Women's Basketball Faces Familiar Foe Amherst in NESCAC Semifinal Game

BRUNSWICK, Maine – Third-seeded Tufts Women's Basketball enters the 2018-19 New England Small Athletic Conference (NESCAC) semifinals this weekend at Morrell Gymnasium on the campus of Bowdoin College after defeating sixth-seeded Williams 75-51 last Saturday in the quarterfinals. The Jumbos will play the No. 2 seeded Amherst Mammoths at 4 pm on Saturday.

The brown and blue got 19 points from senior co-captain Jac Knapp in their quarterfinal win over the Ephs. Sophomore Emily Briggs also scored in double-figures with 11 points. The Jumbos moved the ball well in this contest, led by eight assists from junior co-captain Erica DeCandido. First-year Molly Ryan recorded three steals as Tufts' defense forced 20 Williams turnovers. They also held the Ephs to just 38.5 percent from the floor.

The Jumbos have won 12 of their last 13 games and come into the semifinals averaging 74.9 points per game, which ranks second in the NESCAC. Knapp leads Tufts' offensive unit with 13.5 points per night and has been in double-digits in six of her past seven contests. She is now only 19 points away from netting her 1,000th career point and has become a marksman from behind the three-point line. DeCandido and Briggs have also been focal points in the offense, as they average 12.3 and 10.1 points per game respectively. The brown and blue also move the ball at a high rate as they dish out 17.1 assists per contest, which also is second among NESCAC teams.

"I think we have a lot of players that can score the ball in different ways," head coach Carla Berube, in her 17th season with the Jumbos, said her team's offense that is averaging the most points per game in her tenure. "Teams have to prepare for more than one or two scorers. I also think we share the ball really well. It's fun coaching this unselfish team."

Defensively, per usual, Tufts only allows 47.6 points per game, which ranks fourth in the country and is the best among NESCAC teams. The Jumbos also hold opponents to 32.3 percent from the floor, which ranks 14th in the country. The brown and blue's guards also apply pressure to opposing teams and force an average of 18.75 turnovers per night led by Ryan's average of 1.9 steals. Much of Tufts' offense is generated by their hounding full-court pressure.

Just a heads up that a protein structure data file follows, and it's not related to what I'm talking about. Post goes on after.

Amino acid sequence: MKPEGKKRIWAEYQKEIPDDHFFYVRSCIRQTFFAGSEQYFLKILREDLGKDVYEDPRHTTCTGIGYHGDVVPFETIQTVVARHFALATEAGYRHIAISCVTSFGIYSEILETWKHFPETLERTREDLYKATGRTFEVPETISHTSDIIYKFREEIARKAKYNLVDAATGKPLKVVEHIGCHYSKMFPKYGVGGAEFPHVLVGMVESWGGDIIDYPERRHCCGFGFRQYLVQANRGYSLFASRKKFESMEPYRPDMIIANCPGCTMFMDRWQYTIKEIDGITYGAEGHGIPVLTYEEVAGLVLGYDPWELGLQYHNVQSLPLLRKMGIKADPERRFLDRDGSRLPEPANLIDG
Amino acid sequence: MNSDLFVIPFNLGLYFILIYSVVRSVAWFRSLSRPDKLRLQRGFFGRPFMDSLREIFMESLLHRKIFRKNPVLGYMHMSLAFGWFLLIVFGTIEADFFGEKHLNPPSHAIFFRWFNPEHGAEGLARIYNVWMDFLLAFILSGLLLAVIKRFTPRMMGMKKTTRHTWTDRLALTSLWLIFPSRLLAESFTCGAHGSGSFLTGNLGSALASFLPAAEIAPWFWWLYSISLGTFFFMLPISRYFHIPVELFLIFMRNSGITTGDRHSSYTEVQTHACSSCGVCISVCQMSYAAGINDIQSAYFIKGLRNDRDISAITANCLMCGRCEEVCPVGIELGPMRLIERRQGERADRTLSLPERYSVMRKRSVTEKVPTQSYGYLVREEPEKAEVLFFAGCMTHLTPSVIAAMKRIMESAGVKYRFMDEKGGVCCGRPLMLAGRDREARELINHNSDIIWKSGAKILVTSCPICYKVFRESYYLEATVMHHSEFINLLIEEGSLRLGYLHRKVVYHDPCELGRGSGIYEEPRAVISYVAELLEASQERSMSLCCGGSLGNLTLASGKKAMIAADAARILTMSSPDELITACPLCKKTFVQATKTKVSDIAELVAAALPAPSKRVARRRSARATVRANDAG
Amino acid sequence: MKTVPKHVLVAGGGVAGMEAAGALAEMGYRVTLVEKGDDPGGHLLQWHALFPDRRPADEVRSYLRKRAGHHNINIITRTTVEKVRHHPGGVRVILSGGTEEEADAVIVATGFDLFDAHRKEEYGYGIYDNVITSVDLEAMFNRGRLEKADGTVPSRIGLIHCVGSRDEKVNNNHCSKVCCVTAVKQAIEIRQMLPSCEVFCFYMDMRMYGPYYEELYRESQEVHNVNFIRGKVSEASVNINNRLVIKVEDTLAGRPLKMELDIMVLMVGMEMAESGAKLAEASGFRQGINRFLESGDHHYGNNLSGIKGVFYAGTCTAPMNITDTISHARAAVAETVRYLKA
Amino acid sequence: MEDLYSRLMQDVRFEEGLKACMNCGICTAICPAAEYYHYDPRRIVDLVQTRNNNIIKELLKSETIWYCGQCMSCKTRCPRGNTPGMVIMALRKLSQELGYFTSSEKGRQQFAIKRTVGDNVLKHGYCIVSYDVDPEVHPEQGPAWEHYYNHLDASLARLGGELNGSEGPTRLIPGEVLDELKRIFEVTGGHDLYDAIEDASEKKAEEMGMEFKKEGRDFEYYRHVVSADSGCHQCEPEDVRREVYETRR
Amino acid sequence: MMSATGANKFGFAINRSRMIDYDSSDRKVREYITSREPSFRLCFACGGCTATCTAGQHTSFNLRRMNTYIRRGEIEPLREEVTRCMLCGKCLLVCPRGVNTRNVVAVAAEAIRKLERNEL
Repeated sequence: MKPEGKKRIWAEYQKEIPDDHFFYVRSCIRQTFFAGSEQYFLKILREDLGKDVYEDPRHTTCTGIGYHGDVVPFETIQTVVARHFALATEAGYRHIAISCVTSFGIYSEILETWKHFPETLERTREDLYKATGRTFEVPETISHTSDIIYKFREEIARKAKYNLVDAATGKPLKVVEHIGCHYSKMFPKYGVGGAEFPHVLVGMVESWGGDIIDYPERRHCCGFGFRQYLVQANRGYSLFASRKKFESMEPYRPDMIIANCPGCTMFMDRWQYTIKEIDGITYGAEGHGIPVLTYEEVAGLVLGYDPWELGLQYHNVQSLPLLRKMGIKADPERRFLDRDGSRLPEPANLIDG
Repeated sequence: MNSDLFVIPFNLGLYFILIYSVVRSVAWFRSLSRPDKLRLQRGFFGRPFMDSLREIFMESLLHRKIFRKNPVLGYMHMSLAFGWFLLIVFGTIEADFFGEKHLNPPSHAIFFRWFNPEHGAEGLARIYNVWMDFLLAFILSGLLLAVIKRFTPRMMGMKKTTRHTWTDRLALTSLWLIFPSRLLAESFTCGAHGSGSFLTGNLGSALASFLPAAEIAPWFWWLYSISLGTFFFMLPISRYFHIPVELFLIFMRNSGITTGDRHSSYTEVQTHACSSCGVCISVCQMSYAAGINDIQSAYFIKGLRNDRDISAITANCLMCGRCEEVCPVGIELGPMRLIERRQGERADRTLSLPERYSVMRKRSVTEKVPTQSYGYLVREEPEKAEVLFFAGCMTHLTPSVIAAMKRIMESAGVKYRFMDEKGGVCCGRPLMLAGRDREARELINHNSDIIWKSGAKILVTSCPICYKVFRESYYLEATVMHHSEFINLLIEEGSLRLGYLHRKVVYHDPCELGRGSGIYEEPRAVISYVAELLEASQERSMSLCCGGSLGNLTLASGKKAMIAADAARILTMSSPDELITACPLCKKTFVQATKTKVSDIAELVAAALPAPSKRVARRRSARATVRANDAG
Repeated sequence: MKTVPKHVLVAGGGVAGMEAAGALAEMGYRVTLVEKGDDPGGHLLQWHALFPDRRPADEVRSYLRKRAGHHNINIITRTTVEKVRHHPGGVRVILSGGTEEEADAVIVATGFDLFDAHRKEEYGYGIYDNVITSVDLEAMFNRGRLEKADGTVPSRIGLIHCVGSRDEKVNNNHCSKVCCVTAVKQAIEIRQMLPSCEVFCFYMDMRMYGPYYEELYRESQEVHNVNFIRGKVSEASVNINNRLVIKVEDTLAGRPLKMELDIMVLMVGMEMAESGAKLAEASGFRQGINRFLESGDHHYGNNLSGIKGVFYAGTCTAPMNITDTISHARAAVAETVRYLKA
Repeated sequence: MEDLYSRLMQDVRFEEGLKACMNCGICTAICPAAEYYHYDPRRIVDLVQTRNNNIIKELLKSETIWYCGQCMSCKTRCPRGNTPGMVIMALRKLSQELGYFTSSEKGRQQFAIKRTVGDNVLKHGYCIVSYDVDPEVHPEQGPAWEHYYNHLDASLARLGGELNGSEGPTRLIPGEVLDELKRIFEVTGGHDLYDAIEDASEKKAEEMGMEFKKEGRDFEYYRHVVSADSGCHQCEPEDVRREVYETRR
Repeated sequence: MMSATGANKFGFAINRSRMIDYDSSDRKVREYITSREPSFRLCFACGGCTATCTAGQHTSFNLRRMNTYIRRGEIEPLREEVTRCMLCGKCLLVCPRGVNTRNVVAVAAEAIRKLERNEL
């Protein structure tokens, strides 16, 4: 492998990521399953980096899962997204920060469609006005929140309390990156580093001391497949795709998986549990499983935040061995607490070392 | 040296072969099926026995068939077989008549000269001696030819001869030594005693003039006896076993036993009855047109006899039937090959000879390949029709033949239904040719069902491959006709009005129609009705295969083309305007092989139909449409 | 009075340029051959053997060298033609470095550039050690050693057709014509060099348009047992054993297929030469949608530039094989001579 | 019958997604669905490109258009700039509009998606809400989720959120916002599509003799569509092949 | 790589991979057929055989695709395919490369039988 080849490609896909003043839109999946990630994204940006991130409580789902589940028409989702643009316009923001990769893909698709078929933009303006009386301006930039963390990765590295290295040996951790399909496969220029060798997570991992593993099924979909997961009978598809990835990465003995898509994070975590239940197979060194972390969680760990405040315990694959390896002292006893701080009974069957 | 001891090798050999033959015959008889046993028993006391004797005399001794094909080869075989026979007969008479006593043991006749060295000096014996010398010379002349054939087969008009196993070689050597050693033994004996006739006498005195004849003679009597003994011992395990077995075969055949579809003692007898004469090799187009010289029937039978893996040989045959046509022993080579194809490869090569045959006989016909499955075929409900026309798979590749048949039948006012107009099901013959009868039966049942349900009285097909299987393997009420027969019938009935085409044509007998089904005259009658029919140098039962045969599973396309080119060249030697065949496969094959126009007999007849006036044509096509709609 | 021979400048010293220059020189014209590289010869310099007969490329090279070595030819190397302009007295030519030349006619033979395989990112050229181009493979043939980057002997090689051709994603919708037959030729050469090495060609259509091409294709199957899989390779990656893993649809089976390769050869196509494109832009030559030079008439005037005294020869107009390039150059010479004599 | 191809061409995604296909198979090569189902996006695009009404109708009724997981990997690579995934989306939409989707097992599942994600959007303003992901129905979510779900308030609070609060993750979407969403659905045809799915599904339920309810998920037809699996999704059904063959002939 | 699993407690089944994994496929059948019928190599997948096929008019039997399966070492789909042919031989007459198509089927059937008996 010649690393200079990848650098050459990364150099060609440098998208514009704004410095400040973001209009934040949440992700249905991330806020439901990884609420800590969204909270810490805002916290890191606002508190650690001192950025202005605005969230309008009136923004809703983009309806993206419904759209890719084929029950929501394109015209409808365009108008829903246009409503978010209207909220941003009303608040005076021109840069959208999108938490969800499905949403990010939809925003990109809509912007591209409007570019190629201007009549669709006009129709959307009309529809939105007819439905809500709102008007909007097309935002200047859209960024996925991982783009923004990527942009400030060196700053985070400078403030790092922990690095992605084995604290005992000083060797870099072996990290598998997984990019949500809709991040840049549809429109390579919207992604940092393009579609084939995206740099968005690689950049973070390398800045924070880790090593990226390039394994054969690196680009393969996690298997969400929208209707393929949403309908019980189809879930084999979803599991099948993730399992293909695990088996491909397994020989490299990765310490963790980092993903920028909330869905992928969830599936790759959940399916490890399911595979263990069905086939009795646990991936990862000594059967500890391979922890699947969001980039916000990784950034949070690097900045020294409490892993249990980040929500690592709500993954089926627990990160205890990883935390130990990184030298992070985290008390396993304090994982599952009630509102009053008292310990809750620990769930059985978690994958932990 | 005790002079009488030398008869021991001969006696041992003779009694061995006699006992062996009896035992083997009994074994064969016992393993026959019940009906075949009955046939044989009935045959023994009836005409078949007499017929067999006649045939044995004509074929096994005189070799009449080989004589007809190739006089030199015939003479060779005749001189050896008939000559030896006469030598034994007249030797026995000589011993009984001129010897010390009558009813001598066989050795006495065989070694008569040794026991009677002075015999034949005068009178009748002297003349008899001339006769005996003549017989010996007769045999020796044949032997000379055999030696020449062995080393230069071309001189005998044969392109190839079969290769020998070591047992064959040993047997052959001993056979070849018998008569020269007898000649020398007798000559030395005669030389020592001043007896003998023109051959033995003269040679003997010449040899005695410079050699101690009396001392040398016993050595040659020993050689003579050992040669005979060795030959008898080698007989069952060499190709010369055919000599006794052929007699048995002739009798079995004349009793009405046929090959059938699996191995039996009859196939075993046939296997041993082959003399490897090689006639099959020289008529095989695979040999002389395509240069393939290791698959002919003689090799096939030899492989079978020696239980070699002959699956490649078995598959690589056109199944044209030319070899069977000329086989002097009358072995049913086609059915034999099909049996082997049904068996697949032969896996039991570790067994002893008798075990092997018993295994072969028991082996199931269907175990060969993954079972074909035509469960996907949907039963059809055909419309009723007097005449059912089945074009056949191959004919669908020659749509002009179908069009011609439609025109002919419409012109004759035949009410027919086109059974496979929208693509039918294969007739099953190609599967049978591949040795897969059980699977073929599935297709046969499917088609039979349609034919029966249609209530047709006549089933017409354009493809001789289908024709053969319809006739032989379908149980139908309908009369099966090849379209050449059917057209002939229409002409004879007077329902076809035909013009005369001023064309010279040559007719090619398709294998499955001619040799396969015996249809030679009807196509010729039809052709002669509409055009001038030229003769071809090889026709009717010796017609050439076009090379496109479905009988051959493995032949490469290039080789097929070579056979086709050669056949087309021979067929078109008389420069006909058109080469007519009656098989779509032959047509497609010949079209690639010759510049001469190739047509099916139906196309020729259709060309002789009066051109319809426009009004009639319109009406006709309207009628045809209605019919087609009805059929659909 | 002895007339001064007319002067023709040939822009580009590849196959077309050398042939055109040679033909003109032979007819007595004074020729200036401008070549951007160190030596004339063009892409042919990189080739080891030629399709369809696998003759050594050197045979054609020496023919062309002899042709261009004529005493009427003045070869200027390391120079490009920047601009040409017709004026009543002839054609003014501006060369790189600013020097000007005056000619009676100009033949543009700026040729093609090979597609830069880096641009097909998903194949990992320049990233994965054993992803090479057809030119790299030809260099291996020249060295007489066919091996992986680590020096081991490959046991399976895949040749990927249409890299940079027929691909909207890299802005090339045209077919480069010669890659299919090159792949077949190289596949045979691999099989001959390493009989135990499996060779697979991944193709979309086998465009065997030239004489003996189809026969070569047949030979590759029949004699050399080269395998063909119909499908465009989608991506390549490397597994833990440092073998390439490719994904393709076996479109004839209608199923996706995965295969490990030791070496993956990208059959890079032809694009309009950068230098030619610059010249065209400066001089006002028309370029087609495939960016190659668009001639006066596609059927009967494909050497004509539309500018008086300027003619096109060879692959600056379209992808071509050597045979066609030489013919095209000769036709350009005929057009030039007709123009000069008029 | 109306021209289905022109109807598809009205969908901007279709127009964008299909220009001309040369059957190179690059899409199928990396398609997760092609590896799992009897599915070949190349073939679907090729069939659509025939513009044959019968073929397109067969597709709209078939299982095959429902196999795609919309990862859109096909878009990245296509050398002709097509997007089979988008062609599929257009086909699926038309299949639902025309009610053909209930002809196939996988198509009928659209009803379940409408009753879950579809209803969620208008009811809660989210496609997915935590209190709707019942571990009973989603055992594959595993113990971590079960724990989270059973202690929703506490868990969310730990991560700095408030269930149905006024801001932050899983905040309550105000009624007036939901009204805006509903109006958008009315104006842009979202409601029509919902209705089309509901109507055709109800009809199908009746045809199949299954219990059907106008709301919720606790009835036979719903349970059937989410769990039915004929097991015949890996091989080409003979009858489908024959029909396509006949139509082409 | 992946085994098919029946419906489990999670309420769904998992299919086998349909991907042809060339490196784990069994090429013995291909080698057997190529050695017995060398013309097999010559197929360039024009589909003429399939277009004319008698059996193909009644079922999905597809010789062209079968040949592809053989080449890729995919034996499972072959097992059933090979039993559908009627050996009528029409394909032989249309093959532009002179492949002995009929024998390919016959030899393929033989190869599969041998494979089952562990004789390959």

"I think we're at our best when our defense fuels our offense, so they really go hand in hand," said Berube.

The Jumbos' first-year trio of Ryan, Jeanette Wadolowski, and Sofia Rosa have made an impact right away as they contribute a combined 19.7 points per game. All three are active on the boards and help start fast-breaks. Junior Cailin Harrington has started all 25 games this season and is a key contributor. Fellow junior Sadie Otley comes off the bench and plays tough on-ball defense that helps force turnovers. Senior Katie Martensen and sophomore Angela Alibrandi bring toughness when they enter games and aren't afraid to mix it up on the glass.

Second-seeded Amherst (23-2) comes into the semifinals on a six-game win streak, with a 16.3 average margin of victory over that stretch. The Mammoths are the fourth-ranked team in Division III and recorded a 60-40 victory over the No. 7 seed Wesleyan last Saturday in the NESCAC Quarterfinals.

The Mammoths, like the Jumbos, take great pride in their defense and make life difficult for opponents. The purple and white only allow 48.2 points per game, which ranks second in the NESCAC behind the Jumbos and is sixth-best in the country. Amherst has a knack for forcing opponents into tough shots and holds opponents to a mere 31.8 percent from the field, which is eighth-best in the nation.

On the offensive end, Amherst is led by juniors Madeline Eck and Hannah Fox who score 16.4 and 16.3 points per game respectively. Eck attacks the basket and often finds the shot she wants as she is shooting a team-leading 51.8 percent from the floor. Fox runs point in the Mammoth offense and has connected on a team-high 46 three-pointers. Fellow junior Cam Hendricks makes plays on both ends of the floor as she chips in 7.5 points and 6.0 rebounds per game. Seniors Maeve McNamara and Meghan Sullivan have provided senior leadership and combine for 11.9 points per night.

Amherst defeated Tufts 50-40 in their meeting earlier this season at Cousens Gymnasium, holding the Jumbos to a season-low 21.8 percent from the floor. Sullivan recorded a double-double with 12 points and 10 rebounds for the Mammoths. DeCandido netted 12 points for the Jumbos and was 10-11 from the free throw line. Wadolowski was Tufts' second-leading scorer with eight. Eck also scored in double-figures with 10 points and grabbed five rebounds.

Tufts and Amherst have met in each of the past three NESCAC Championship games and in four of the last five. The Jumbos defeated Amherst for the 2014 conference title, but the Mammoths came out on top in the last three down-to-the-wire contests. The Jumbos are 20-15 in postseason games and have won two conference titles. The Mammoths have posted a 32-8 record and have eight conference championships, which is tied with Bowdoin for the most in NESCAC history.

"I think we'll rely heavily on our captains and upperclassmen as we've done all year," Berube said. "They understand the magnitude and environment of these NESCAC playoff games. They've done a tremendous job helping to acclimate our underclassmen for the NESCAC season. I'm sure they'll continue to do so going forward.

"Having the experience of playing against the Mammoths previously this year can only help in our preparation both mentally and physically," she continued. "I'm looking forward to watching us compete at our highest level on Saturday and hopefully Sunday."

The winner of Saturday's semifinal game will play the winner of No. 1 Bowdoin and fifth-seeded Middlebury in the conference final on Sunday at noon.

 

Written by Athletic Communications Intern Bryan Costello